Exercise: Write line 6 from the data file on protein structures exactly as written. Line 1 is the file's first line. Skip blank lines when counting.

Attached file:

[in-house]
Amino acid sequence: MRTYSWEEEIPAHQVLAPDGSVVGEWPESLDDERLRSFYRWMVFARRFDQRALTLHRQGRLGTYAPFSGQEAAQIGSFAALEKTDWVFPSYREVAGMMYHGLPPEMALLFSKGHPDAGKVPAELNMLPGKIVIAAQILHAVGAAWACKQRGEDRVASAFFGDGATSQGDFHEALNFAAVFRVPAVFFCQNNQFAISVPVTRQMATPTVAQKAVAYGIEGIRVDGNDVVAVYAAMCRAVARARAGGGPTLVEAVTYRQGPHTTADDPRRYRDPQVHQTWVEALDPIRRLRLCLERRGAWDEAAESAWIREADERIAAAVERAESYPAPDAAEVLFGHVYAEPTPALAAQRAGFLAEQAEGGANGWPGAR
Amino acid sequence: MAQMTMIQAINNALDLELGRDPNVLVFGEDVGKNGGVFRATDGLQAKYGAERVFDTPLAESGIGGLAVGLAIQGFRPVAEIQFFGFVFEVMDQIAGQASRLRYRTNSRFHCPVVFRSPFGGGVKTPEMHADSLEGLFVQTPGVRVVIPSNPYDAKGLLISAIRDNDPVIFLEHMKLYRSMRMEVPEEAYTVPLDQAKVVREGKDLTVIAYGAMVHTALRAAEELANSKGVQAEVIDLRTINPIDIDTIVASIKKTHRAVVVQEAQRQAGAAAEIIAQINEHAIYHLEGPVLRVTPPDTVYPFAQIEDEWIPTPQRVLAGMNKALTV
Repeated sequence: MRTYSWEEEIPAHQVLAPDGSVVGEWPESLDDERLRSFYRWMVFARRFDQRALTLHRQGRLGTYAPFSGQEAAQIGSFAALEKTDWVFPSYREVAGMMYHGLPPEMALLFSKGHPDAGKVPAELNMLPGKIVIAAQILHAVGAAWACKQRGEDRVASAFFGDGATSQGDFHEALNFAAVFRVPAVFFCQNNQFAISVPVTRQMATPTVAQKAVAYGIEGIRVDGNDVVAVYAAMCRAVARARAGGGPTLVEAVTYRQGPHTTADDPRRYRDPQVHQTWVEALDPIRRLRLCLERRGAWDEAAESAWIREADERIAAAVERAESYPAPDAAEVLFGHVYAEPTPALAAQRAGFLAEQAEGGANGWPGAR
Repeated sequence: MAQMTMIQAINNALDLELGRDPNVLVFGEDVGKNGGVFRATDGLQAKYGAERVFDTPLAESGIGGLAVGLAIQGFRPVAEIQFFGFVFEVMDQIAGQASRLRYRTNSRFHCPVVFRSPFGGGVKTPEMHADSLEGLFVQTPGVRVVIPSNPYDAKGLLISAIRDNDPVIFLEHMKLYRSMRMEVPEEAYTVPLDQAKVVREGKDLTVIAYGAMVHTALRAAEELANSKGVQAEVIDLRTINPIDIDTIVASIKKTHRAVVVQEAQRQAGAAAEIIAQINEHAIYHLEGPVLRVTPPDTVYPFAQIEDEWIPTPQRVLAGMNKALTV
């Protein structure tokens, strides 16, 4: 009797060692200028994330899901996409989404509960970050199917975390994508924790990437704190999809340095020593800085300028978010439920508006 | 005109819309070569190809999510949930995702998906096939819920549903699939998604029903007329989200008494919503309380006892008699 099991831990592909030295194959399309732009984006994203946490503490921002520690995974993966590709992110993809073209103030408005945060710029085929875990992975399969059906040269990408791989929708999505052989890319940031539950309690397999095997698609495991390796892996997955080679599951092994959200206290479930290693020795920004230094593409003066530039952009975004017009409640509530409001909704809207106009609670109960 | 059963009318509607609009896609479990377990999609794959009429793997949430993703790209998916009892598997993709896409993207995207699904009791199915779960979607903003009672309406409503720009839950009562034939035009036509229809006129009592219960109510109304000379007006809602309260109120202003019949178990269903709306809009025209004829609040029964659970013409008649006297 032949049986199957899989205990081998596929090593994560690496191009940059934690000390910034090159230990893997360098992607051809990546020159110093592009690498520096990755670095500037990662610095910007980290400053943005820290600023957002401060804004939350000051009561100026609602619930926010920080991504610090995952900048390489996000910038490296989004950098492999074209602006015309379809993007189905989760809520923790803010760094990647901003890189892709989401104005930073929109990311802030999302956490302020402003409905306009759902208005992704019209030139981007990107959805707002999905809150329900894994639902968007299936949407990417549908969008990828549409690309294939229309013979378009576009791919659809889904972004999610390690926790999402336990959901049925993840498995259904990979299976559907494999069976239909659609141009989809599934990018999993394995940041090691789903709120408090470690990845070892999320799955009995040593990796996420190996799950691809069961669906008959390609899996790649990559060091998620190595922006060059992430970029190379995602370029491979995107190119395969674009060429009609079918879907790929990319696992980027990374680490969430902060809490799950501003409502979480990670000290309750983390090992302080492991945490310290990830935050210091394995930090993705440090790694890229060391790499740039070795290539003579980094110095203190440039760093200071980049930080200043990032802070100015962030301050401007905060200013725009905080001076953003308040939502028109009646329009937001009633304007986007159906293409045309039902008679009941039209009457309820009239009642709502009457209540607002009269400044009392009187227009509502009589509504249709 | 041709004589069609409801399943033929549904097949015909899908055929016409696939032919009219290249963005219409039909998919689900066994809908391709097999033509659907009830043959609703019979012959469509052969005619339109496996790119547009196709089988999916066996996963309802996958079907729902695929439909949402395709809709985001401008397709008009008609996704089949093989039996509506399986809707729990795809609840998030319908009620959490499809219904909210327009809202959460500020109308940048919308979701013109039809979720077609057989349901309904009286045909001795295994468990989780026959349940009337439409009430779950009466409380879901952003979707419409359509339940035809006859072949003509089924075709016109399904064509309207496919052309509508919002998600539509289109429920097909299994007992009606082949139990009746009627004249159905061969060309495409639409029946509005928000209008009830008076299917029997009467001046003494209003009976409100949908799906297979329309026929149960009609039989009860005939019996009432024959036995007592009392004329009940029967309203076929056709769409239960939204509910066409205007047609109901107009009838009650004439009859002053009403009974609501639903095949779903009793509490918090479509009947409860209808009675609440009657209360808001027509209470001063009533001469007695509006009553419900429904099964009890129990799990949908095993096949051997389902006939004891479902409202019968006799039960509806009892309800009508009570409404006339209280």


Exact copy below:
């Protein structure tokens, strides 16, 4: 009797060692200028994330899901996409989404509960970050199917975390994508924790990437704190999809340095020593800085300028978010439920508006 | 005109819309070569190809999510949930995702998906096939819920549903699939998604029903007329989200008494919503309380006892008699 099991831990592909030295194959399309732009984006994203946490503490921002520690995974993966590709992110993809073209103030408005945060710029085929875990992975399969059906040269990408791989929708999505052989890319940031539950309690397999095997698609495991390796892996997955080679599951092994959200206290479930290693020795920004230094593409003066530039952009975004017009409640509530409001909704809207106009609670109960 | 059963009318509607609009896609479990377990999609794959009429793997949430993703790209998916009892598997993709896409993207995207699904009791199915779960979607903003009672309406409503720009839950009562034939035009036509229809006129009592219960109510109304000379007006809602309260109120202003019949178990269903709306809009025209004829609040029964659970013409008649006297 032949049986199957899989205990081998596929090593994560690496191009940059934690000390910034090159230990893997360098992607051809990546020159110093592009690498520096990755670095500037990662610095910007980290400053943005820290600023957002401060804004939350000051009561100026609602619930926010920080991504610090995952900048390489996000910038490296989004950098492999074209602006015309379809993007189905989760809520923790803010760094990647901003890189892709989401104005930073929109990311802030999302956490302020402003409905306009759902208005992704019209030139981007990107959805707002999905809150329900894994639902968007299936949407990417549908969008990828549409690309294939229309013979378009576009791919659809889904972004999610390690926790999402336990959901049925993840498995259904990979299976559907494999069976239909659609141009989809599934990018999993394995940041090691789903709120408090470690990845070892999320799955009995040593990796996420190996799950691809069961669906008959390609899996790649990559060091998620190595922006060059992430970029190379995602370029491979995107190119395969674009060429009609079918879907790929990319696992980027990374680490969430902060809490799950501003409502979480990670000290309750983390090992302080492991945490310290990830935050210091394995930090993705440090790694890229060391790499740039070795290539003579980094110095203190440039760093200071980049930080200043990032802070100015962030301050401007905060200013725009905080001076953003308040939502028109009646329009937001009633304007986007159906293409045309039902008679009941039209009457309820009239009642709502009457209540607002009269400044009392009187227009509502009589509504249709 | 041709004589069609409801399943033929549904097949015909899908055929016409696939032919009219290249963005219409039909998919689900066994809908391709097999033509659907009830043959609703019979012959469509052969005619339109496996790119547009196709089988999916066996996963309802996958079907729902695929439909949402395709809709985001401008397709008009008609996704089949093989039996509506399986809707729990795809609840998030319908009620959490499809219904909210327009809202959460500020109308940048919308979701013109039809979720077609057989349901309904009286045909001795295994468990989780026959349940009337439409009430779950009466409380879901952003979707419409359509339940035809006859072949003509089924075709016109399904064509309207496919052309509508919002998600539509289109429920097909299994007992009606082949139990009746009627004249159905061969060309495409639409029946509005928000209008009830008076299917029997009467001046003494209003009976409100949908799906297979329309026929149960009609039989009860005939019996009432024959036995007592009392004329009940029967309203076929056709769409239960939204509910066409205007047609109901107009009838009650004439009859002053009403009974609501639903095949779903009793509490918090479509009947409860209808009675609440009657209360808001027509209470001063009533001469007695509006009553419900429904099964009890129990799990949908095993096949051997389902006939004891479902409202019968006799039960509806009892309800009508009570409404006339209280």